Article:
For example, any given random sample of 100 penguins may have a different mean weight: 32.8 pounds, 27.3 pounds, 29.6 pounds, and so on. You can use a sampling distribution to assign a specific probability to each of your sample means because these are random variables. However, the population mean weight is considered a constant. In our example, if you weigh all 10,000 penguins, you’ll find that the population mean is 31 pounds. This value is fixed, and does not vary from sample to sample.

**Sample Mean (100 penguins)**

**Population Mean (10,000 penguins)**

32.8 lbs

31 lbs

27.3 lbs

31 lbs

29.6 lbs

31 lbs

So, it’s not strictly correct to say there is a 95% chance that your confidence interval captures the population mean because this implies that the population mean is variable. Intervals change from sample to sample, but the value of the population mean you’re trying to capture does not.

What you can say is that if you take repeated random samples from the population, and construct a confidence interval for each sample using the same method, you can expect 95% of your intervals to capture the population mean.

**Pro tip: **Remember that a 95% confidence level refers to the success rate of the estimation process.

# Misinterpretation 2: 95% refers to the percentage of data values that fall within the interval

Another common mistake is to interpret a 95% confidence interval as saying that 95% of all of the data values in the population fall within the interval. This is not necessarily true. A 95% confidence interval shows a range of values that likely includes the actual population mean. This is *not* the same as a range that contains 95% of the data values in the population.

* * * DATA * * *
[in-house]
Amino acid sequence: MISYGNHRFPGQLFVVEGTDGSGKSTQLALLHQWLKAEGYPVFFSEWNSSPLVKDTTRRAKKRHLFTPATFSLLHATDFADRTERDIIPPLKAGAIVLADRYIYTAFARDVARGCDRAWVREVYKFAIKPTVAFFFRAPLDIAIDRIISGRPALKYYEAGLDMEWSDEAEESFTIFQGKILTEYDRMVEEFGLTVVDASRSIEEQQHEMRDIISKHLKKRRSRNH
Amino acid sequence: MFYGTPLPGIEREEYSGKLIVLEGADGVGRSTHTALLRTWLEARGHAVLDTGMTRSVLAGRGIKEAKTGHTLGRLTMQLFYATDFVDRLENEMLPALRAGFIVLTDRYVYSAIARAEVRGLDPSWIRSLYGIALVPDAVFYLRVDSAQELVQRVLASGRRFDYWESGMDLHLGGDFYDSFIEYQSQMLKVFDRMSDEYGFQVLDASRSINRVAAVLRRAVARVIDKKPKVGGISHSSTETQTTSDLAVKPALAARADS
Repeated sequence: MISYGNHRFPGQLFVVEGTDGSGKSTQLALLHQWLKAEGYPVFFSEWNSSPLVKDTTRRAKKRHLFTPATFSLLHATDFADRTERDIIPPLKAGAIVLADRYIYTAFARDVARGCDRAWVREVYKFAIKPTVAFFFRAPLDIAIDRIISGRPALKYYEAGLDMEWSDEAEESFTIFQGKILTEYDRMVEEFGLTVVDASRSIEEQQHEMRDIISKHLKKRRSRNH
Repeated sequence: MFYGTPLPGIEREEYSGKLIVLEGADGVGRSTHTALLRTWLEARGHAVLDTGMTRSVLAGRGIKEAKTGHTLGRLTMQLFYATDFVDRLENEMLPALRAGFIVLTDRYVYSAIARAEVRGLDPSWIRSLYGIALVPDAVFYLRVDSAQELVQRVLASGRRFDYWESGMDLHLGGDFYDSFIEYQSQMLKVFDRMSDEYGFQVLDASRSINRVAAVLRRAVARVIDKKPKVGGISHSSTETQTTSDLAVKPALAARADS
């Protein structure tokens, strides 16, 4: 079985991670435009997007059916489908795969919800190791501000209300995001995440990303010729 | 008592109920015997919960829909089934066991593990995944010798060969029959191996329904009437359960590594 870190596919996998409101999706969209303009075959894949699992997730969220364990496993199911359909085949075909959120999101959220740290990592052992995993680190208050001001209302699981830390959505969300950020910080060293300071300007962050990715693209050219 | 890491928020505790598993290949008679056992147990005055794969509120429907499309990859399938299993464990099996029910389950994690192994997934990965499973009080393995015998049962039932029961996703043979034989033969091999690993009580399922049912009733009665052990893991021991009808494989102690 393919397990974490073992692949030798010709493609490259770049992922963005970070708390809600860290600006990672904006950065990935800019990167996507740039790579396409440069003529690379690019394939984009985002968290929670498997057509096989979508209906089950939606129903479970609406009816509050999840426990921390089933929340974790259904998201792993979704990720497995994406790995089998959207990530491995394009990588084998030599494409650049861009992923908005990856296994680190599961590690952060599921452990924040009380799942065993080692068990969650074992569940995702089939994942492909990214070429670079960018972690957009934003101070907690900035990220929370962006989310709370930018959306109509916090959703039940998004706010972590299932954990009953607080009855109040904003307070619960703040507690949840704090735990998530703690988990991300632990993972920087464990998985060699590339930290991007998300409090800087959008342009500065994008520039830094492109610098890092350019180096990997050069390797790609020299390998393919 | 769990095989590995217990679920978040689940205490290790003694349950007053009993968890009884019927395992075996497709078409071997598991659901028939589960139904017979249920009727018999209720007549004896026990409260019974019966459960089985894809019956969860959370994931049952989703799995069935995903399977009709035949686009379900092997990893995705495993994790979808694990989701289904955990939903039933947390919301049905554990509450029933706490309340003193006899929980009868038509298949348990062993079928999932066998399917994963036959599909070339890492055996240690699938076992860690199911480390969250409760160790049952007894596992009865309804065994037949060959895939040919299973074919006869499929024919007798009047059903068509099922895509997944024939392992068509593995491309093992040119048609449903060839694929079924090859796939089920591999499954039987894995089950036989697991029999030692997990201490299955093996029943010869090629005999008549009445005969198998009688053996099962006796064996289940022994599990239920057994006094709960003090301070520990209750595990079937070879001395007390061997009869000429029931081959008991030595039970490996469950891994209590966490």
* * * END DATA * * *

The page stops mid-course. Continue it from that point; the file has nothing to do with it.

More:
For example, your 95% confidence interval for the mean penguin weight is between 28 pounds and 32 pounds. It may not be accurate to say that 95% of all weight values fall within this interval. It’s possible that over 5% of the penguin weights in the population are outside this interval — either less than 28 pounds or greater than 32 pounds.

# Misinterpretation 3: 95% refers to the percentage of sample means that fall within the interval

A third common misinterpretation is that a 95% confidence interval implies that 95% of all possible sample *means* fall within the range of the interval. This is not necessarily true. For example, your 95% confidence interval for mean penguin weight is between 28 pounds and 32 pounds. Imagine you take repeated samples of 100 penguins and calculate the mean weight for each sample. It’s possible that* over* 5% of your sample means will be less than 28 pounds or greater than 32 pounds.

# Key takeaways

Knowing how to correctly interpret confidence intervals will give you a better understanding of your estimate, and help you share useful and accurate information with stakeholders. You may need to explain the common misinterpretations too, and why they’re incorrect. You don’t want your stakeholders to base their decisions on a misinterpretation. Understanding how to effectively communicate your results to stakeholders is a key part of your job as a data professional.